A South Carolina state trooper’s conduct has led to a $1.3 million judgment awarded to a couple who accused the officer of excessive force during what originated as a simple traffic stop nearly four years ago.
The incident, which occurred in October 2012, began when Trooper James Enzor pulled over Catherine and Jerome Newkirk while they were driving on Interstate 95 in South Carolina. According to CBS North Carolina, “the complaint says the two were driving through a construction zone as part of a line of cars all traveling the same speed when the couple noticed they were being followed by a South Carolina Highway Patrol car with its blue lights on.”
During the stop, Enzor reportedly informed Catherine Newkirk that she was driving 77 mph in a 55 mph construction zone. While Enzor offered to issue her a ticket for driving 64 mph, Newkirk disagreed with receiving a ticket at all and maintained she had not been exceeding the speed limit.
Court documents stated that Newkirk told Enzor that she believed “there is a bit of discrimination going on here.” According to WIS-TV, once Newkirk suggested to Enzor that the traffic stop was based on discrimination, she said, “he snatched the ticket back and he told me to step out of the vehicle and I did.”
Video of the altercation is below. While much of the audio is difficult to hear, Enzor is seen and heard on video directing Newkirk to exit her vehicle and proceeding to place her under arrest, becoming increasingly agitated in his physical handling of her. Newkirk is also seen visibly resisting the unlawful arrest at first before allowing herself to be transported.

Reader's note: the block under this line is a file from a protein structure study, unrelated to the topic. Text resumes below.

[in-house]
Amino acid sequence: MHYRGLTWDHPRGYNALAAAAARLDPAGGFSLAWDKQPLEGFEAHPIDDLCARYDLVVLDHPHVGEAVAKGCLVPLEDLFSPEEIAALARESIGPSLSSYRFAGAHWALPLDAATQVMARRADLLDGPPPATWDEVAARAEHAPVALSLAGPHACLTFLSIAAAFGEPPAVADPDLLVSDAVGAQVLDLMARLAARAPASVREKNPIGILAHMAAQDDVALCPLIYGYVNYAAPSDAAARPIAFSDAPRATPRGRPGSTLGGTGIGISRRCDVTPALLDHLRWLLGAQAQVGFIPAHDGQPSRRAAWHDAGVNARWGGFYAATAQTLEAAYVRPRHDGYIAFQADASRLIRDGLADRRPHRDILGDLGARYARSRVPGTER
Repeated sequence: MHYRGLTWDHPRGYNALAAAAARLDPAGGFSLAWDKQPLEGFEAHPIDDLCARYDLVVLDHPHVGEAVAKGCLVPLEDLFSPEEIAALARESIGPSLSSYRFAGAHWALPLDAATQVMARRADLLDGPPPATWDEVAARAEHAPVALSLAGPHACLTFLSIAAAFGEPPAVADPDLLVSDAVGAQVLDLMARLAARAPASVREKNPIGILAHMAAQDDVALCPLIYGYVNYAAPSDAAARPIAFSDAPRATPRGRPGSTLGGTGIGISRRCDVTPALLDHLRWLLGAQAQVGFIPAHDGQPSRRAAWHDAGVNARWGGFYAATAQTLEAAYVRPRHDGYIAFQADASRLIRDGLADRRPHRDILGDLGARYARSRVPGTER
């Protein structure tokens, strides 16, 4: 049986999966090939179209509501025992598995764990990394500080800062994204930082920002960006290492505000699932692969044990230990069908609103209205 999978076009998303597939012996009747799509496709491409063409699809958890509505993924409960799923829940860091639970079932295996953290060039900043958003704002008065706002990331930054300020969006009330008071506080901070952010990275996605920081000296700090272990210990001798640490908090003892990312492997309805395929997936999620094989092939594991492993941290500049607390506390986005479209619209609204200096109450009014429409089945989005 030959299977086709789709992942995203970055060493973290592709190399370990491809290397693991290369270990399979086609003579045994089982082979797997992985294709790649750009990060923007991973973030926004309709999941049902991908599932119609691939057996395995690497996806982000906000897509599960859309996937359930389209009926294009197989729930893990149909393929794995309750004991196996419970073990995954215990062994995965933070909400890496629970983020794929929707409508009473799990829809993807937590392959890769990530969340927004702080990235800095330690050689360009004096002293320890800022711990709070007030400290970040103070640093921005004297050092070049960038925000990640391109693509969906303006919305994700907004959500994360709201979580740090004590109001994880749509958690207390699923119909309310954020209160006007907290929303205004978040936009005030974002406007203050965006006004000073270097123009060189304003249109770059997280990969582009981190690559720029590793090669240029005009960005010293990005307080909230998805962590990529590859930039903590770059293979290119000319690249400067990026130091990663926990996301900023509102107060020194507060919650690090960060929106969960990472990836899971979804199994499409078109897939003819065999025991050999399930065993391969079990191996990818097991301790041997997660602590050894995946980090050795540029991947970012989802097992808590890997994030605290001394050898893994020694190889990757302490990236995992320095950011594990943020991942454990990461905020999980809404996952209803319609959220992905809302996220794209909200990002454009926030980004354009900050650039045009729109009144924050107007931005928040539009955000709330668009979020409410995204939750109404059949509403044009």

The Newkirks were both ultimately arrested and spent a day in prison following the arrest. Catherine was imprisoned for resisting arrest and assault, and Jerome was also imprisoned for a charge of “hindering a police officer,” as Enzor claimed that Jerome “did verbally and repeatedly instruct and coerce the driver of the vehicle to disregard any instructions” that he was giving to Catherine.
The Newkirks spent the next few years pursuing their case, first in state court and then in federal court. Enzor filed a request to dismiss the case based on qualified immunity. That request was denied and a jury was eventually able to see video of what transpired on the day of the Newkirk’s arrest.
Joe McCulloch, an attorney representing the Newkirks, noted that this video was “invaluable for the jury to see.”
The jury awarded $325,000 to Jerome Newkirk and $1 million to Catherine Newkirk. The couple is seeking an additional $500,000 in legal fees. They were previously awarded $100,000 in a settlement with the South Carolina Department of Public Safety.
Enzor has since lost his job; he was fired in an unrelated incident in which he made unspecified comments about a superior.
Just like that, taxpayers are hit for more than a million because of this officer’s inability to remain professional.
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